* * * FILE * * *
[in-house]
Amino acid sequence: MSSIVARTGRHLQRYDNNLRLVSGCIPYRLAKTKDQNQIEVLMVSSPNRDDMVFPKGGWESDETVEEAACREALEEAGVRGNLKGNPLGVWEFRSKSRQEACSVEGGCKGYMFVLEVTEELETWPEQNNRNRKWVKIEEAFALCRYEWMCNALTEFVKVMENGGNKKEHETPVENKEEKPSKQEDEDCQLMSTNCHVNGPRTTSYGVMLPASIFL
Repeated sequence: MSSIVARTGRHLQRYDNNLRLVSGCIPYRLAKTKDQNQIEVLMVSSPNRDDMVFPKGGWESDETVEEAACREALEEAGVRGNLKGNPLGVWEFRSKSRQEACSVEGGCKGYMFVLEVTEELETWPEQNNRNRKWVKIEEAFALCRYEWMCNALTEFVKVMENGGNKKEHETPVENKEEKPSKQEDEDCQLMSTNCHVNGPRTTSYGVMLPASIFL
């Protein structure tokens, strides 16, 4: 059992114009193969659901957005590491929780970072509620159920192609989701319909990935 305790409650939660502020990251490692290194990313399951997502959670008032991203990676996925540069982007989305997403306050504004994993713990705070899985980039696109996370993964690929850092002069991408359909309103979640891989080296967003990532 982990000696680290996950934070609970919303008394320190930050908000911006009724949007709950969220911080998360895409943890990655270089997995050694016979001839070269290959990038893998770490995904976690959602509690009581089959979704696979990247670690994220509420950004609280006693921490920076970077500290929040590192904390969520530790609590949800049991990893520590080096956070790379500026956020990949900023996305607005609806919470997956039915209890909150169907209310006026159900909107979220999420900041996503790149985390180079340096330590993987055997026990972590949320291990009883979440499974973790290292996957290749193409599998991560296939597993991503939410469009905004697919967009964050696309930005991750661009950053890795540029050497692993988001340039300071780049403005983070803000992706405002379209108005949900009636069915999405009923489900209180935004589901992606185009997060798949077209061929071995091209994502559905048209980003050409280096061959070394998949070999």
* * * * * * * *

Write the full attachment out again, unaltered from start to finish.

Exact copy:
[in-house]
Amino acid sequence: MSSIVARTGRHLQRYDNNLRLVSGCIPYRLAKTKDQNQIEVLMVSSPNRDDMVFPKGGWESDETVEEAACREALEEAGVRGNLKGNPLGVWEFRSKSRQEACSVEGGCKGYMFVLEVTEELETWPEQNNRNRKWVKIEEAFALCRYEWMCNALTEFVKVMENGGNKKEHETPVENKEEKPSKQEDEDCQLMSTNCHVNGPRTTSYGVMLPASIFL
Repeated sequence: MSSIVARTGRHLQRYDNNLRLVSGCIPYRLAKTKDQNQIEVLMVSSPNRDDMVFPKGGWESDETVEEAACREALEEAGVRGNLKGNPLGVWEFRSKSRQEACSVEGGCKGYMFVLEVTEELETWPEQNNRNRKWVKIEEAFALCRYEWMCNALTEFVKVMENGGNKKEHETPVENKEEKPSKQEDEDCQLMSTNCHVNGPRTTSYGVMLPASIFL
């Protein structure tokens, strides 16, 4: 059992114009193969659901957005590491929780970072509620159920192609989701319909990935 305790409650939660502020990251490692290194990313399951997502959670008032991203990676996925540069982007989305997403306050504004994993713990705070899985980039696109996370993964690929850092002069991408359909309103979640891989080296967003990532 982990000696680290996950934070609970919303008394320190930050908000911006009724949007709950969220911080998360895409943890990655270089997995050694016979001839070269290959990038893998770490995904976690959602509690009581089959979704696979990247670690994220509420950004609280006693921490920076970077500290929040590192904390969520530790609590949800049991990893520590080096956070790379500026956020990949900023996305607005609806919470997956039915209890909150169907209310006026159900909107979220999420900041996503790149985390180079340096330590993987055997026990972590949320291990009883979440499974973790290292996957290749193409599998991560296939597993991503939410469009905004697919967009964050696309930005991750661009950053890795540029050497692993988001340039300071780049403005983070803000992706405002379209108005949900009636069915999405009923489900209180935004589901992606185009997060798949077209061929071995091209994502559905048209980003050409280096061959070394998949070999």